The Longitudinal Effects of Hypertension on Cognitive Aging in Underrepresented Minority Adults with HIV
This study investigated the longitudinal effects of blood pressure (BP), hypertension (HTN), and pulse pressure on neurocognitive (NC) functioning in diverse, aging persons living with HIV (PLWH). The primary aim of this study was to determine if the additional burden of HTN differentially and/or adversely affected NC functioning in aging PLWH. The second aim of this study was to determine if underrepresented minority (URM) adults were differentially impacted by HTN to elucidate sources of health disparities in PLWH. The final aim of this study was to investigate the longitudinal relationship between pulse pressure, a surrogate marker of arterial stiffness, and NC functioning to indirectly examine the effects of HTN on cerebral autoregulation and improve understanding of the neurobiological consequences of HTN in aging PLWH. Hierarchical linear growth curve models revealed longitudinal increases in diastolic BP and HTN status were associated with declines in executive functioning. Longitudinal increases in diastolic and systolic BP were also associated with declines in psychomotor speed and fine motor dexterity. The results also revealed significant racial disparities in systolic BP and HTN that disproportionately affected HIV+ non-Hispanic Blacks, compared with their HIV+ non-Hispanic White and Latinx counterparts. Results of the moderation analyses indicated a significant interaction between race/ethnicity and change in BP on NC decline in the domains of learning and executive functioning. A significant interaction was also observed between race/ethnicity and change in hypertension status on a measure of processing speed. Finally, the results revealed no association between pulse pressure and NC functioning over time. Overall, the study findings suggest longitudinal increases in BP and HTN status are primarily associated with NC decline in the domains of executive and psychomotor functioning in diverse, aging PLWH. The study also revealed significant racial and ethnic disparities in BP and HTN that disproportionately affected HIV+ URM over time. Taken together, this study has important implications for public health as the findings provide empirical evidence to support and inform potential intervention strategies that address modifiable risk factors and mitigate sources of health disparities on NC dysfunction in PLWH, especially HIV+ URM.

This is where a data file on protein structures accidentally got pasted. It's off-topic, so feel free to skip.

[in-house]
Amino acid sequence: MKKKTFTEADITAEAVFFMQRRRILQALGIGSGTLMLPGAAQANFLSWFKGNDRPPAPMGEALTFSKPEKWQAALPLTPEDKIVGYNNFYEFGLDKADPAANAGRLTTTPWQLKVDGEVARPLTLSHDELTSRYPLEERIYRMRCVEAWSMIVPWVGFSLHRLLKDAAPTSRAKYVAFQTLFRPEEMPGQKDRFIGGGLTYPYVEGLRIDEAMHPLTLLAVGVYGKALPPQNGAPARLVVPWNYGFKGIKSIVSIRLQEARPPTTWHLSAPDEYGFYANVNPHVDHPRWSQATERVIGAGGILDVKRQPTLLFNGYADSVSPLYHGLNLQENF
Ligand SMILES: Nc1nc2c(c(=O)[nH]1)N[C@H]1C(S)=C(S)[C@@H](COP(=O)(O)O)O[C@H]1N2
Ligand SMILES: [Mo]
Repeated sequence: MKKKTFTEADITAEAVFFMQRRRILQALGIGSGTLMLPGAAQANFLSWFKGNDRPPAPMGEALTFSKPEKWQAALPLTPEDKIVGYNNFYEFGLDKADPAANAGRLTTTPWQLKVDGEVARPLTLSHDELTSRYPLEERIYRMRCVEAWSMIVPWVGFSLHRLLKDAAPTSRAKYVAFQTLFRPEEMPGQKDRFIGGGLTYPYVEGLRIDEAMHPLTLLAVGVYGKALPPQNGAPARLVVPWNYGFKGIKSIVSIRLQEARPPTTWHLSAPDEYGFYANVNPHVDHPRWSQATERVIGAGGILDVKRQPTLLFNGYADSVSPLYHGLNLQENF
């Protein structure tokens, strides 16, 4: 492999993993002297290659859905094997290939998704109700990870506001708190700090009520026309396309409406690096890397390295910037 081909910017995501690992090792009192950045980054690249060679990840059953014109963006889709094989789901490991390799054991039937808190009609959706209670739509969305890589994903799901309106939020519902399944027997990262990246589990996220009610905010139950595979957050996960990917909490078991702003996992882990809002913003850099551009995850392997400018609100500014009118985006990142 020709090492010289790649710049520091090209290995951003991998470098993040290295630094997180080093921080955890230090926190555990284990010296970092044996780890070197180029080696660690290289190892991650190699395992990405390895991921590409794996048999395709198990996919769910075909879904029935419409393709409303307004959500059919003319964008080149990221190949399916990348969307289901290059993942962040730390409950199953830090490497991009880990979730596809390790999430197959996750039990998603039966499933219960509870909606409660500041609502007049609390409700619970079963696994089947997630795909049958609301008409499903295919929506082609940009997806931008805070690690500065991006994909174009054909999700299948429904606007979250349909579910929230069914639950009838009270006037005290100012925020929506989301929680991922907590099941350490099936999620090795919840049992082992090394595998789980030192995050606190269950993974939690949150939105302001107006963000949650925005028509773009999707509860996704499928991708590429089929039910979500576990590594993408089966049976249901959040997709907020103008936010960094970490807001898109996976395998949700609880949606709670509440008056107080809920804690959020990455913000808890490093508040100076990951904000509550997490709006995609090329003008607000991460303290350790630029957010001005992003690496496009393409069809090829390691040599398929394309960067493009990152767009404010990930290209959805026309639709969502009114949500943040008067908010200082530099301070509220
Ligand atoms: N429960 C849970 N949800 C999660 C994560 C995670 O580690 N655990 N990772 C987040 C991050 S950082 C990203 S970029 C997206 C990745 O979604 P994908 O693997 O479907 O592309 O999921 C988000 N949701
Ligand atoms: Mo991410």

Guzman, Vanessa A, "The Longitudinal Effects of Hypertension on Cognitive Aging in Underrepresented Minority Adults with HIV" (2020). ETD Collection for Fordham University. AAI28000980.